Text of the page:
Today a US Envoy on Climate Change, Todd Stern,  gave a press briefing at COP-15. The following is a selected summary of his initial introduction.

We have demonstrated a strong commitment to this issue from day one. President Obama came into office focused foremost on economic stimulus package. In that package  included the highest vehicle emissions standards we’ve ever had. The EPA has moved to start regulating stationary sources of CO2. We have  comprehensive legislation that moved through House and pending in Senate. The US commitment is strong. We have articulated a US target within the last few weeks. That ramps up, or is part of an overall legislative package. To give you an example, by 2025, the reduction will be 30% below 2005. Also, President Obama is attending the conference. Action by the US or by the entire developed group is not nearly enough. A core part of this negotiation will be to have significant action by major developing countries. There is no question that we have, that the US has, the largest historical greenhouse gas emission. It is also true, that most of greenhouse gases come from developing countries. There is simply no way to solve this problem without support of major developing countries. “it is essential that they step forward and make implementation of actions transparent. The object is to get the best agreement we can to set the world on the path to success.”

During the question and answer session one journalist asked a question regarding the US’ stance on the Kyoto Protocol.  He asked,  “The US has said that it won’t sign an agreement based on the Kyoto Protocol, if things head in that direction (of Kyoto), would the US agree to such an agreement?” The US official answered by saying that the US is seriously not going to become part of the Kyoto Protocol. “That isn’t on the table. If you mean that taking the Kyoto Protocol and putting a new title, we won’t do that either. There may be elements of Kyoto that are similar to what is being discussed. I wouldn’t rule that out. We won’t do Kyoto.”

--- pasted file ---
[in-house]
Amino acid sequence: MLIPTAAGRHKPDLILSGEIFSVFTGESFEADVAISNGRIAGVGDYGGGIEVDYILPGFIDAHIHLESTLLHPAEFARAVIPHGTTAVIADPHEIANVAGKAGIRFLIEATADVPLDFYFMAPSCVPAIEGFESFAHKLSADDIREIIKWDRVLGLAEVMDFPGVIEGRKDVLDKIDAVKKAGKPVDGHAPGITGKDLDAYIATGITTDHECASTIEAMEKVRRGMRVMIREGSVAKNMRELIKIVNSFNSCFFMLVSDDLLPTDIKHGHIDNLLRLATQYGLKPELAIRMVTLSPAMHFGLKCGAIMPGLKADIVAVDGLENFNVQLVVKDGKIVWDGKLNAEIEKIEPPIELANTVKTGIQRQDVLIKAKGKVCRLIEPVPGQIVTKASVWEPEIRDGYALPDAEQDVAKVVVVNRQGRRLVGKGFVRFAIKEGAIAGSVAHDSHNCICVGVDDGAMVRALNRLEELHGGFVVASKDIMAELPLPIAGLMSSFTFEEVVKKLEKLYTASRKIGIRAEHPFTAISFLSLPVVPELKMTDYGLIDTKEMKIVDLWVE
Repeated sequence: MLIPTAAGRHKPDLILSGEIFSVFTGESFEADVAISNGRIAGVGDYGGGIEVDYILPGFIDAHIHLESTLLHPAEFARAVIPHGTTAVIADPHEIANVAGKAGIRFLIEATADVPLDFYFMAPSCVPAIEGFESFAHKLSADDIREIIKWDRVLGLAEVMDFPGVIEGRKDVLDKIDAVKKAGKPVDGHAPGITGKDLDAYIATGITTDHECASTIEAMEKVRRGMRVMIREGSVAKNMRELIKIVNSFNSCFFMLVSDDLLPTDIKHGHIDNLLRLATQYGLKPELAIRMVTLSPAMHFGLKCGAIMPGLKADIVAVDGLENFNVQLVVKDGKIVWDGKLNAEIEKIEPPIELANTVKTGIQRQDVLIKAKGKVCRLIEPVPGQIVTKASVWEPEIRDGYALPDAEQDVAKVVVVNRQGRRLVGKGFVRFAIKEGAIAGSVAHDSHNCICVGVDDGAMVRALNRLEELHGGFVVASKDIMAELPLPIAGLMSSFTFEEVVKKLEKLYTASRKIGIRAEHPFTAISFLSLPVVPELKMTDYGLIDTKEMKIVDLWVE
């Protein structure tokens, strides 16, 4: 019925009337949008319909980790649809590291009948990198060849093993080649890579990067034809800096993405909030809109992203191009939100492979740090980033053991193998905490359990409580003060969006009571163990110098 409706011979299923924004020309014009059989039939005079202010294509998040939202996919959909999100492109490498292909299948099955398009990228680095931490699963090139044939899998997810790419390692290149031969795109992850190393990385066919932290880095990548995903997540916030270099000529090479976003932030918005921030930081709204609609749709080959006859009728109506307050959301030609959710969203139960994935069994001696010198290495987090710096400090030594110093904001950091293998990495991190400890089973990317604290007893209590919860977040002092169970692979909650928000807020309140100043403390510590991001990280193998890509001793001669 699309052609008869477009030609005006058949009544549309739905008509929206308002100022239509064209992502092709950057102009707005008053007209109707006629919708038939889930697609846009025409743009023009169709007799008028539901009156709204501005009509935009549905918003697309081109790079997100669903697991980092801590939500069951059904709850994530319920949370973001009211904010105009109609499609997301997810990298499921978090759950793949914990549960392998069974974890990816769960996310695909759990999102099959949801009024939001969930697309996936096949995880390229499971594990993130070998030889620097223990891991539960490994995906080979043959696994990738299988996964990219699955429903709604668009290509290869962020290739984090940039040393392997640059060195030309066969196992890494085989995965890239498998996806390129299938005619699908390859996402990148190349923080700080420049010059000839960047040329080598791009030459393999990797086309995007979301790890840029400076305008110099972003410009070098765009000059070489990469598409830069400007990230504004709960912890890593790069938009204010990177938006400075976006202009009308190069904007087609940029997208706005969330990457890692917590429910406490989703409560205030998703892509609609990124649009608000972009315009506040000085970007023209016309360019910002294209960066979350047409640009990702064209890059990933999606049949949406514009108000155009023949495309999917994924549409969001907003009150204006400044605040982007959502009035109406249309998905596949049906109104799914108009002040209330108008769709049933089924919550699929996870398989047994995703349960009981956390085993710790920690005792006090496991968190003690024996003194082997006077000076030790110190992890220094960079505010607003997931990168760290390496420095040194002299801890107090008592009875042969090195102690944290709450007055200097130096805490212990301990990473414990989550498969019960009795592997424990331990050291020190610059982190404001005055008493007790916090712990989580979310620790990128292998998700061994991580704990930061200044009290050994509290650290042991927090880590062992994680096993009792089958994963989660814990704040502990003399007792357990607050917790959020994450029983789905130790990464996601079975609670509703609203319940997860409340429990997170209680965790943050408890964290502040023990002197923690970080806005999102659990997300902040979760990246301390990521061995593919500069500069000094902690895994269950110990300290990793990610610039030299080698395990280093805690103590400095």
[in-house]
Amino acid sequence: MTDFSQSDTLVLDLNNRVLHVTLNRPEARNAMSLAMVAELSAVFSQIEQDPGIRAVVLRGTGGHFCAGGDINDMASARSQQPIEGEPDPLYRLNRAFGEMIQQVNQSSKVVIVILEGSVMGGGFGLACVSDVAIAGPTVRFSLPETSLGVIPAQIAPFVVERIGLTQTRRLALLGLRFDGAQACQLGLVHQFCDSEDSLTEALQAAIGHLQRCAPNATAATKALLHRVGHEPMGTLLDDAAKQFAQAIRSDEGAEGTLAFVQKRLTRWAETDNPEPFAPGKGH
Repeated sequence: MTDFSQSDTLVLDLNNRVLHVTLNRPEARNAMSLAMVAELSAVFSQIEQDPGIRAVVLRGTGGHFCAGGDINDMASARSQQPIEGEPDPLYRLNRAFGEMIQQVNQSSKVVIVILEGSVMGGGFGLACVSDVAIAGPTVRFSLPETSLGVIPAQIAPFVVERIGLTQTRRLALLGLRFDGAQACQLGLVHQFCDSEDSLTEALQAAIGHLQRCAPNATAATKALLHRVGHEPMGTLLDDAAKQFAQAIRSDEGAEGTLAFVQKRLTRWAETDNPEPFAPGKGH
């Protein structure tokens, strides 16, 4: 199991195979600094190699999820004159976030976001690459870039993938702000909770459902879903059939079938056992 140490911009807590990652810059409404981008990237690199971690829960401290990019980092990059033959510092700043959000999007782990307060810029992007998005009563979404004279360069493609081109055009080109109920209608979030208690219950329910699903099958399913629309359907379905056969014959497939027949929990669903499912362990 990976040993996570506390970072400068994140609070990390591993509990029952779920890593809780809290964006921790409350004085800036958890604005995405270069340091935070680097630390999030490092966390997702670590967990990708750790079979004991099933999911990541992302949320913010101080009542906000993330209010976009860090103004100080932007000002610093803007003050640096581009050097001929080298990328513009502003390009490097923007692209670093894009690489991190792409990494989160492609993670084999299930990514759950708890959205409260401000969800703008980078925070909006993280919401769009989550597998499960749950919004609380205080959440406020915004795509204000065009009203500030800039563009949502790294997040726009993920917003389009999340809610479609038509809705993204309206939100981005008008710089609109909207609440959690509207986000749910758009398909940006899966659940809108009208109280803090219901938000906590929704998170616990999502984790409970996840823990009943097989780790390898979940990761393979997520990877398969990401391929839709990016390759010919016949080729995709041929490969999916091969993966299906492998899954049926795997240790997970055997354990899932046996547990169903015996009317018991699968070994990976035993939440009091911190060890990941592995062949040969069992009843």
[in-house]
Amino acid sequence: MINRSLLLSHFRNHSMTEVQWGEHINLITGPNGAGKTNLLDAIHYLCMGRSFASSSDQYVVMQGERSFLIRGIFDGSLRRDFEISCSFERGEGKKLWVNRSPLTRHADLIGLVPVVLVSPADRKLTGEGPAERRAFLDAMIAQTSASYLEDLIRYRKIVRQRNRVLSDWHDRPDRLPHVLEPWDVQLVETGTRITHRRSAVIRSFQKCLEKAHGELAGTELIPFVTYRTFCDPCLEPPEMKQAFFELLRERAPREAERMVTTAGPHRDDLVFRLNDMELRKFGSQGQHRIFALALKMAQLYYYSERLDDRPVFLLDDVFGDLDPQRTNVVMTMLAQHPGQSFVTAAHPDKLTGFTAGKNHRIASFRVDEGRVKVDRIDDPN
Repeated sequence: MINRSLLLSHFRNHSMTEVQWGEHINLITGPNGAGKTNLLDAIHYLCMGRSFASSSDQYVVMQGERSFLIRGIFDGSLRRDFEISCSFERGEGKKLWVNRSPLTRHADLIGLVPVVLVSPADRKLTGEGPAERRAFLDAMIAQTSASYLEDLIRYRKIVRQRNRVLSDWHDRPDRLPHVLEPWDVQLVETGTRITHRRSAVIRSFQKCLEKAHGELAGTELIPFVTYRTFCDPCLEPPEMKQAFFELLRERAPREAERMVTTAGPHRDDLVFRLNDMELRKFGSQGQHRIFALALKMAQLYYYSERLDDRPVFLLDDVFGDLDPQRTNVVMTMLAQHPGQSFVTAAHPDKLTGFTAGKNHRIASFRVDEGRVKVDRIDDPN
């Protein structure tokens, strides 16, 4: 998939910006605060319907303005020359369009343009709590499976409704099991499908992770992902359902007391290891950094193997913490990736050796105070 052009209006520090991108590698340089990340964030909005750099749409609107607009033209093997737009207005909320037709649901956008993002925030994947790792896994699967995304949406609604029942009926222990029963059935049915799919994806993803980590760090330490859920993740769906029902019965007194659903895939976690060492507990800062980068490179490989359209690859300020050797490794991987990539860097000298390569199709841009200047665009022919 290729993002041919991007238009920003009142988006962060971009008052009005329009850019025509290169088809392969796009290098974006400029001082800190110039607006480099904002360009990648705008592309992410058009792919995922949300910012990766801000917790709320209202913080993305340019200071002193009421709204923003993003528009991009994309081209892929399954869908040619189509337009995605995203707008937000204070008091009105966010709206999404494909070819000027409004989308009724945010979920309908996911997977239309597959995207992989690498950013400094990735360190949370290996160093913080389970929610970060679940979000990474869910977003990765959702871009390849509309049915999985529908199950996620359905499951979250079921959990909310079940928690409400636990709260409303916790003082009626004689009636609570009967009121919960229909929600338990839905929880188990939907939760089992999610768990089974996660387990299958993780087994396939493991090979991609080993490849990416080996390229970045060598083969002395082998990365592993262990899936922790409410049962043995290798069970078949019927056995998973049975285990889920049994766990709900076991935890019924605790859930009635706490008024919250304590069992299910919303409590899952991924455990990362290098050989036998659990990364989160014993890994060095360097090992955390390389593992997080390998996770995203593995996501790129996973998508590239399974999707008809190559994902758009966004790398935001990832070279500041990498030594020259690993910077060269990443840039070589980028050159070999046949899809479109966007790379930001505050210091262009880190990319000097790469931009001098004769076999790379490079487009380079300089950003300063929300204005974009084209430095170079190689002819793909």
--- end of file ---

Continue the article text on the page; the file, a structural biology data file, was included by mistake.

Later he was asked if he felt that the US has “climate debt.” He acknowledged that the US has a “historical role,” but “categorically rejects” guilt or the idea of reparations. Instead he said, “There are real needs all over the world that need to be met. We shouldn’t be looking at this agreement simply to cap emissions but we should be looking at this as a development, a sustainable development opportunity…”

It is telling that 12 years after the US chose not to sign Kyoto, there has not been a significant shift in the types of policies it deems acceptable. Is that acceptable?


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